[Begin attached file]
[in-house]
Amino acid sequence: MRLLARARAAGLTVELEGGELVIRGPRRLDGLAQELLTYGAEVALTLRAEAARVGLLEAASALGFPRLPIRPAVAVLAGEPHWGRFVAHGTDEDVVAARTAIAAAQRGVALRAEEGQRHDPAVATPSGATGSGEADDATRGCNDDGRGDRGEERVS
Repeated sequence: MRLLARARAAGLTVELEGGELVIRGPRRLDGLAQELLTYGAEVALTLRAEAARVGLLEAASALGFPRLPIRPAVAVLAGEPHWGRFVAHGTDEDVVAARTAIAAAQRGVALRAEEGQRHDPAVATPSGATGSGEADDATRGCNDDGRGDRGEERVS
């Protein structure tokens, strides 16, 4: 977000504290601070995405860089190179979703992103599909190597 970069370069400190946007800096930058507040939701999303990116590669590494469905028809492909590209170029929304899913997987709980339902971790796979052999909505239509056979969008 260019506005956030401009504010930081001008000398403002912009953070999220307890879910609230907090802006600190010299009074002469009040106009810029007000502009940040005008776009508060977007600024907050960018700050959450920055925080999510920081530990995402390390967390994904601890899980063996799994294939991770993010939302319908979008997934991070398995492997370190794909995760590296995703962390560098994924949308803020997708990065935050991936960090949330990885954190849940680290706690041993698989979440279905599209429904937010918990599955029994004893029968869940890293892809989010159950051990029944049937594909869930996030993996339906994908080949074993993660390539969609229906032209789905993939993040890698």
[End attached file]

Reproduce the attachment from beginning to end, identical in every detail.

[in-house]
Amino acid sequence: MRLLARARAAGLTVELEGGELVIRGPRRLDGLAQELLTYGAEVALTLRAEAARVGLLEAASALGFPRLPIRPAVAVLAGEPHWGRFVAHGTDEDVVAARTAIAAAQRGVALRAEEGQRHDPAVATPSGATGSGEADDATRGCNDDGRGDRGEERVS
Repeated sequence: MRLLARARAAGLTVELEGGELVIRGPRRLDGLAQELLTYGAEVALTLRAEAARVGLLEAASALGFPRLPIRPAVAVLAGEPHWGRFVAHGTDEDVVAARTAIAAAQRGVALRAEEGQRHDPAVATPSGATGSGEADDATRGCNDDGRGDRGEERVS
């Protein structure tokens, strides 16, 4: 977000504290601070995405860089190179979703992103599909190597 970069370069400190946007800096930058507040939701999303990116590669590494469905028809492909590209170029929304899913997987709980339902971790796979052999909505239509056979969008 260019506005956030401009504010930081001008000398403002912009953070999220307890879910609230907090802006600190010299009074002469009040106009810029007000502009940040005008776009508060977007600024907050960018700050959450920055925080999510920081530990995402390390967390994904601890899980063996799994294939991770993010939302319908979008997934991070398995492997370190794909995760590296995703962390560098994924949308803020997708990065935050991936960090949330990885954190849940680290706690041993698989979440279905599209429904937010918990599955029994004893029968869940890293892809989010159950051990029944049937594909869930996030993996339906994908080949074993993660390539969609229906032209789905993939993040890698």